Cabin rentals also are available at the park.

A Scenery Sampler

Geological occurrences that shaped the Ozarks eons ago have resulted in the hills, streams, caves, and springs that attract outdoor enthusiasts. Sample some of this region’s rugged scenery at three Missouri state parks–Elephant Rocks, Taum Sauk Mountain, and Johnson’s Shut-Ins–located about 120 miles southwest of St. Louis.

Elephant Rocks State Park receives its name from a string of elephant-shaped, red-granite boulders that are scattered within its borders. For a close-up view of these giant rocks, stroll through the mile-long accessible trail that’s also interpreted for guests who are sight-impaired.

At Missouri’s highest point (1,772 feet), Taum Sauk Mountain State Park offers a superb spot for viewing the St. Francois Mountains. The park’s moderately difficult Mina Sauk Falls Trail will lead you through unspoiled wilderness, and during wet weather, you can watch a 132-foot waterfall tumble over rocky ledges. Regardless of the season, stunning vistas will amaze you at every bend of the trail.

It’s easy to see why Johnson’s Shut-Ins State Park is a perennial favorite. The East Fork of the Black River gushes and cascades through the park, resulting in potholes, chutes, and gorges. Bring your swim gear and have fun.

The Subterranean Ozarks

Caves are so abundant in Missouri that one of its nicknames is the Cave State. One of the finest examples of these underground marvels is Onondaga Cave, part of the state park system. Take a 75-minute guided tour, during which you’ll also learn about the cave’s intriguing history. It’s not surprising that the National Park Service has placed Onondaga Cave on its list of National Natural Landmarks.

Water, Water Everywhere

Southeast Missouri has numerous floatable rivers, ranging from easy to challenging. Two to consider: the Meramec and the Eleven Point.

Meramec State Park, near the Sullivan, Mo., exit off Interstate 44, provides an excellent base for a Meramec River float trip. Rent a canoe or raft from a park concessionaire and get set for a relaxing trip on this Ozark waterway.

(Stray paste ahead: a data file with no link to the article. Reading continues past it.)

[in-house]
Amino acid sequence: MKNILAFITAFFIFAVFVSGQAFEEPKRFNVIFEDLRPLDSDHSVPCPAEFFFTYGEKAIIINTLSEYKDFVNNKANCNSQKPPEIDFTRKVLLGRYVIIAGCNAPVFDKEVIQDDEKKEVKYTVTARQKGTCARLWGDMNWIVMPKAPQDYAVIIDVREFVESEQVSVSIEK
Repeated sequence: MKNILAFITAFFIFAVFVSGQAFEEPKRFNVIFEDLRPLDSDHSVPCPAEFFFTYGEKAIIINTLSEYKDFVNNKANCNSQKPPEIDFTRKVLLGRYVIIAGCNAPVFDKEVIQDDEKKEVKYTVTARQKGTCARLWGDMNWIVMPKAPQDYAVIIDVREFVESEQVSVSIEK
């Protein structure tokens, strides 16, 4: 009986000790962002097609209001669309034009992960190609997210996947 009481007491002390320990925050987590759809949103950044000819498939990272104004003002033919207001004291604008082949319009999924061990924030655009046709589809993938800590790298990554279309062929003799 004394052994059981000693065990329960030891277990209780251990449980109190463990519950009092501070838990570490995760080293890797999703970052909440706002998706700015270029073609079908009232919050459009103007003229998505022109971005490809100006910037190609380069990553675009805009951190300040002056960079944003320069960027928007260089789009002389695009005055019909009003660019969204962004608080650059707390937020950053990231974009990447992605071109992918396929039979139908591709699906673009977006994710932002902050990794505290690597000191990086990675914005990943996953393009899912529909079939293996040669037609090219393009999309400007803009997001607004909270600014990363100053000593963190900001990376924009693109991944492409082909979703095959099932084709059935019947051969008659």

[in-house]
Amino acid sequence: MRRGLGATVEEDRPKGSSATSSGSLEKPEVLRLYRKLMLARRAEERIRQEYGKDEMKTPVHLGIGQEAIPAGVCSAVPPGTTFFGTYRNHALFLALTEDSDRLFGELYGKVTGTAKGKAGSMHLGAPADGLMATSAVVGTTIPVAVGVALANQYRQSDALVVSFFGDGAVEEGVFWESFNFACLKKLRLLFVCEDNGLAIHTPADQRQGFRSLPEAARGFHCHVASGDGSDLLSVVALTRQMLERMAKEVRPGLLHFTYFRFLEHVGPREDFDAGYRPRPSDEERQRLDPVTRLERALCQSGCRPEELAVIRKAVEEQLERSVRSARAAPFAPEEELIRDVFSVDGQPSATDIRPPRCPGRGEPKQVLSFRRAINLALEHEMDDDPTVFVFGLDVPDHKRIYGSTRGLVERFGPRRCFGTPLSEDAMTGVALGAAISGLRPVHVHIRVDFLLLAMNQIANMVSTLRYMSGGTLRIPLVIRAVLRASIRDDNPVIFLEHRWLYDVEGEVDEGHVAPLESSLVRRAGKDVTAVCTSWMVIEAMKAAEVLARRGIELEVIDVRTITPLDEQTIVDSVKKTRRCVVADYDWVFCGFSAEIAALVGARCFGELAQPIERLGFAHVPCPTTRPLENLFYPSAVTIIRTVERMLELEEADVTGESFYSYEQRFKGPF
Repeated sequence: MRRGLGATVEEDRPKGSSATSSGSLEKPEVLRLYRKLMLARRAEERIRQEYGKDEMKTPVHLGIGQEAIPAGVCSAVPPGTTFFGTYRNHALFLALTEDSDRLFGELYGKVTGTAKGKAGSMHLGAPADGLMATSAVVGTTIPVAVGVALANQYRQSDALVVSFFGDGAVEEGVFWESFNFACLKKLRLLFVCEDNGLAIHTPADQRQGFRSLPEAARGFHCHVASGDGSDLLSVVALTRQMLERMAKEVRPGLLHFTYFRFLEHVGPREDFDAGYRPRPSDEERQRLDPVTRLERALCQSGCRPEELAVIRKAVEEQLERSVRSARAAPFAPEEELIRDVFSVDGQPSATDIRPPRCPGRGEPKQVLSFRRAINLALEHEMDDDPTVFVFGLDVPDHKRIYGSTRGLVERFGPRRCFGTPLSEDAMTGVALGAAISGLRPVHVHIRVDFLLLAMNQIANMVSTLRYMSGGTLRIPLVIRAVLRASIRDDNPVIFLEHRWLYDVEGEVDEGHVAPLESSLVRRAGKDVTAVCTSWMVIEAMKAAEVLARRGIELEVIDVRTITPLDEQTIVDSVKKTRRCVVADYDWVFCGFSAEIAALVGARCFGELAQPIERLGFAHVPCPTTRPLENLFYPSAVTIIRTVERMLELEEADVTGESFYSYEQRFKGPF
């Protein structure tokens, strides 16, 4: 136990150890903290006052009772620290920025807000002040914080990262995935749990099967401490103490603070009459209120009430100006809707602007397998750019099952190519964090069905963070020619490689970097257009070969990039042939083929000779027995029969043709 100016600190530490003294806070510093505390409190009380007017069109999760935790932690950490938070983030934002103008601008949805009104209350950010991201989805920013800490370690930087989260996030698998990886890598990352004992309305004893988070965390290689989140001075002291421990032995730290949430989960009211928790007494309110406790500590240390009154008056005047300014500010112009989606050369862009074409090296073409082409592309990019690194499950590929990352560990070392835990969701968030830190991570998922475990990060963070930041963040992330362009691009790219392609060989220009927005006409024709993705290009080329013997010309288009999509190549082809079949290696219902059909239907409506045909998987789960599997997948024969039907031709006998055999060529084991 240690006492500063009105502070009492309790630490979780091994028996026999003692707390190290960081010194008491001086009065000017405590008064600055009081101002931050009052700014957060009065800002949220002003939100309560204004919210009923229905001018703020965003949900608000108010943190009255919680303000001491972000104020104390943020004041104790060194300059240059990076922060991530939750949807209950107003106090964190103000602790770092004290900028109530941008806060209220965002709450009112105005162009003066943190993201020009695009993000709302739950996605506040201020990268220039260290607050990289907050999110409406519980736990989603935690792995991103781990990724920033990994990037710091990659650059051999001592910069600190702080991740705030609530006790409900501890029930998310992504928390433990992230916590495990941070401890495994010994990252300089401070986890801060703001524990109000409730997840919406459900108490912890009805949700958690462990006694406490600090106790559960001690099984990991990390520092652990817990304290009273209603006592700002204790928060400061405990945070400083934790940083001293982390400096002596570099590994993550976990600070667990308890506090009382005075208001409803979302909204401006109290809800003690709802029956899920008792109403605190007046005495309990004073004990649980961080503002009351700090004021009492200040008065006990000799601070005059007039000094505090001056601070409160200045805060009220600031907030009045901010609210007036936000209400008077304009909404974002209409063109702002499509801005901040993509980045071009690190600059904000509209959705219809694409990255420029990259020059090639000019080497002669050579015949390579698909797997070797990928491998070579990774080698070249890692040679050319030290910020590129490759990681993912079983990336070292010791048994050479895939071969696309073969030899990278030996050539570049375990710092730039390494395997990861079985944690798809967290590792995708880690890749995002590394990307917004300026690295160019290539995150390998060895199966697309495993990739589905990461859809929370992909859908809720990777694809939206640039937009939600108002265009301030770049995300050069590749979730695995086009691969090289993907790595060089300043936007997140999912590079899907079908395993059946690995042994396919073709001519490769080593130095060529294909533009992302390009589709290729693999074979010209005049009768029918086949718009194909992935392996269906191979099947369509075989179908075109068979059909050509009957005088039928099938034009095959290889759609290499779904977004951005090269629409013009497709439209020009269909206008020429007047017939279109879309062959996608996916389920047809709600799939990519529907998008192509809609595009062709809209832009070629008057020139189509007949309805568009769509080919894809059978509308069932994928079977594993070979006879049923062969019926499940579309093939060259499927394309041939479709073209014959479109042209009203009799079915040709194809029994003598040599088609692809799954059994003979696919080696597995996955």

The Eleven Point River well deserves its designation as a National Wild and Scenic River. Intermediate skill is recommended for navigating this secluded, picturesque river. Spring rains swell the river, making it suitable only for those with whitewater experience.

Visitors to Mark Twain National Forest can take a mile-long trail to Greer Spring, which has an average daily flow of 200 million gallons. It is one of the loveliest spots in the Missouri Ozarks. The land surrounding the spring is privately owned and not available for public use. The trailhead for Greer Spring Trail is located on the west side of Missouri Highway 19 about eight miles north of Alton, Mo.

Your trip is likely to make you aware of other sites in the Ozark Mountains that you’d like to explore. Keep a list, and when the time is right, load your car for your next Ozark tour–and don’t be surprised if that trip engenders a new list. Like many others, you may find that the region’s travel possibilities never end.

Barbara Carrow is a contributor from St. Louis, Mo.

May/June 2014 Issue


For more information, contact:

Wilson’s Creek National Battlefield,, (417) 732-2662; Pea Ridge National Military Park,, (479) 451-8122; Silver Dollar City,, (800) 475-9370; Ozark Folk Center,, (870) 269-3851; Missouri State Parks,, (800) 334-6946.

To visit the Arkansas and Missouri Ozarks, first stop by your nearest AAA service office for maps, reservations, TripTiks® and TourBook® guides. Ask about AAA discounts for Silver Dollar City tickets.